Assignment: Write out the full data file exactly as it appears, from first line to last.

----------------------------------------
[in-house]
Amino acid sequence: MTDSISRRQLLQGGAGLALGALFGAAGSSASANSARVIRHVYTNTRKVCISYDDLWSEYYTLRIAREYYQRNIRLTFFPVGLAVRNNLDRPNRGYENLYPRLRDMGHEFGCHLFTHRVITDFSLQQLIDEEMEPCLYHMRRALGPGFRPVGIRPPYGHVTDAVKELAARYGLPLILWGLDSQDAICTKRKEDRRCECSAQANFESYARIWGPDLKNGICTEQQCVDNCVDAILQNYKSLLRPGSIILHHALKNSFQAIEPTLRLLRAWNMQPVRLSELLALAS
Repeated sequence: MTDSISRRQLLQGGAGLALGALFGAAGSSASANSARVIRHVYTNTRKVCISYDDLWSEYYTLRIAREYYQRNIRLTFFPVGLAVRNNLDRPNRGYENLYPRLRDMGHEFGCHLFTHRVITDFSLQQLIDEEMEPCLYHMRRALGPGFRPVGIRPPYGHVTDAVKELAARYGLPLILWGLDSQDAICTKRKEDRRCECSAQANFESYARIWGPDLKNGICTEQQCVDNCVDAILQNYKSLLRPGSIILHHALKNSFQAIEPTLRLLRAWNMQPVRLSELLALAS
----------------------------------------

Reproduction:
[in-house]
Amino acid sequence: MTDSISRRQLLQGGAGLALGALFGAAGSSASANSARVIRHVYTNTRKVCISYDDLWSEYYTLRIAREYYQRNIRLTFFPVGLAVRNNLDRPNRGYENLYPRLRDMGHEFGCHLFTHRVITDFSLQQLIDEEMEPCLYHMRRALGPGFRPVGIRPPYGHVTDAVKELAARYGLPLILWGLDSQDAICTKRKEDRRCECSAQANFESYARIWGPDLKNGICTEQQCVDNCVDAILQNYKSLLRPGSIILHHALKNSFQAIEPTLRLLRAWNMQPVRLSELLALAS
Repeated sequence: MTDSISRRQLLQGGAGLALGALFGAAGSSASANSARVIRHVYTNTRKVCISYDDLWSEYYTLRIAREYYQRNIRLTFFPVGLAVRNNLDRPNRGYENLYPRLRDMGHEFGCHLFTHRVITDFSLQQLIDEEMEPCLYHMRRALGPGFRPVGIRPPYGHVTDAVKELAARYGLPLILWGLDSQDAICTKRKEDRRCECSAQANFESYARIWGPDLKNGICTEQQCVDNCVDAILQNYKSLLRPGSIILHHALKNSFQAIEPTLRLLRAWNMQPVRLSELLALAS